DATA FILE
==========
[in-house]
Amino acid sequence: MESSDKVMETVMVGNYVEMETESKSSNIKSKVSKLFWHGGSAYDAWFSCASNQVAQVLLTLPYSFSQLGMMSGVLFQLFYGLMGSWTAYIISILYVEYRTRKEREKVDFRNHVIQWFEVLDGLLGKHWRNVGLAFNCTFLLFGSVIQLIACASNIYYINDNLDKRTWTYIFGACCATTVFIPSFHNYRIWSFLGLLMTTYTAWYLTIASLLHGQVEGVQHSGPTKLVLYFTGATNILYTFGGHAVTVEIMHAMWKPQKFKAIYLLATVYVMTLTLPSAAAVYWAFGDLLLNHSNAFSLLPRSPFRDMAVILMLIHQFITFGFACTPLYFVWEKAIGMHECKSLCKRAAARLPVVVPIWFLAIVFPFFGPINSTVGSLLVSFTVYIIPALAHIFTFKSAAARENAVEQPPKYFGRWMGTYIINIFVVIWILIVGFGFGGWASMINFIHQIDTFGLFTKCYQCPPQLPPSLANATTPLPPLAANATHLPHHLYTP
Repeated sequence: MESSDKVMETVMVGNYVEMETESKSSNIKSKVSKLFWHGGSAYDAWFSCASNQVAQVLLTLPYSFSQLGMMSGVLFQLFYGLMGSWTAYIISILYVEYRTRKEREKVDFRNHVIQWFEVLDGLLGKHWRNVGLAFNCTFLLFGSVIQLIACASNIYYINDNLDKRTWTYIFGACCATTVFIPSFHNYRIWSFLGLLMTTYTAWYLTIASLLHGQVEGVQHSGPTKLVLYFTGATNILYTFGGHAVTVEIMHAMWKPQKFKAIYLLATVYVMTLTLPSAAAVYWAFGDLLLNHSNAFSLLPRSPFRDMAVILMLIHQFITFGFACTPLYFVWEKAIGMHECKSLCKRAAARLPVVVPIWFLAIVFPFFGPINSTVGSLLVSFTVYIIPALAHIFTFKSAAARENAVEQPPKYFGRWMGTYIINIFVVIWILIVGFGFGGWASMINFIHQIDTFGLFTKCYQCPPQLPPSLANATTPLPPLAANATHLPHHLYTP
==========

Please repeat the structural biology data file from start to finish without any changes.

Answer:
[in-house]
Amino acid sequence: MESSDKVMETVMVGNYVEMETESKSSNIKSKVSKLFWHGGSAYDAWFSCASNQVAQVLLTLPYSFSQLGMMSGVLFQLFYGLMGSWTAYIISILYVEYRTRKEREKVDFRNHVIQWFEVLDGLLGKHWRNVGLAFNCTFLLFGSVIQLIACASNIYYINDNLDKRTWTYIFGACCATTVFIPSFHNYRIWSFLGLLMTTYTAWYLTIASLLHGQVEGVQHSGPTKLVLYFTGATNILYTFGGHAVTVEIMHAMWKPQKFKAIYLLATVYVMTLTLPSAAAVYWAFGDLLLNHSNAFSLLPRSPFRDMAVILMLIHQFITFGFACTPLYFVWEKAIGMHECKSLCKRAAARLPVVVPIWFLAIVFPFFGPINSTVGSLLVSFTVYIIPALAHIFTFKSAAARENAVEQPPKYFGRWMGTYIINIFVVIWILIVGFGFGGWASMINFIHQIDTFGLFTKCYQCPPQLPPSLANATTPLPPLAANATHLPHHLYTP
Repeated sequence: MESSDKVMETVMVGNYVEMETESKSSNIKSKVSKLFWHGGSAYDAWFSCASNQVAQVLLTLPYSFSQLGMMSGVLFQLFYGLMGSWTAYIISILYVEYRTRKEREKVDFRNHVIQWFEVLDGLLGKHWRNVGLAFNCTFLLFGSVIQLIACASNIYYINDNLDKRTWTYIFGACCATTVFIPSFHNYRIWSFLGLLMTTYTAWYLTIASLLHGQVEGVQHSGPTKLVLYFTGATNILYTFGGHAVTVEIMHAMWKPQKFKAIYLLATVYVMTLTLPSAAAVYWAFGDLLLNHSNAFSLLPRSPFRDMAVILMLIHQFITFGFACTPLYFVWEKAIGMHECKSLCKRAAARLPVVVPIWFLAIVFPFFGPINSTVGSLLVSFTVYIIPALAHIFTFKSAAARENAVEQPPKYFGRWMGTYIINIFVVIWILIVGFGFGGWASMINFIHQIDTFGLFTKCYQCPPQLPPSLANATTPLPPLAANATHLPHHLYTP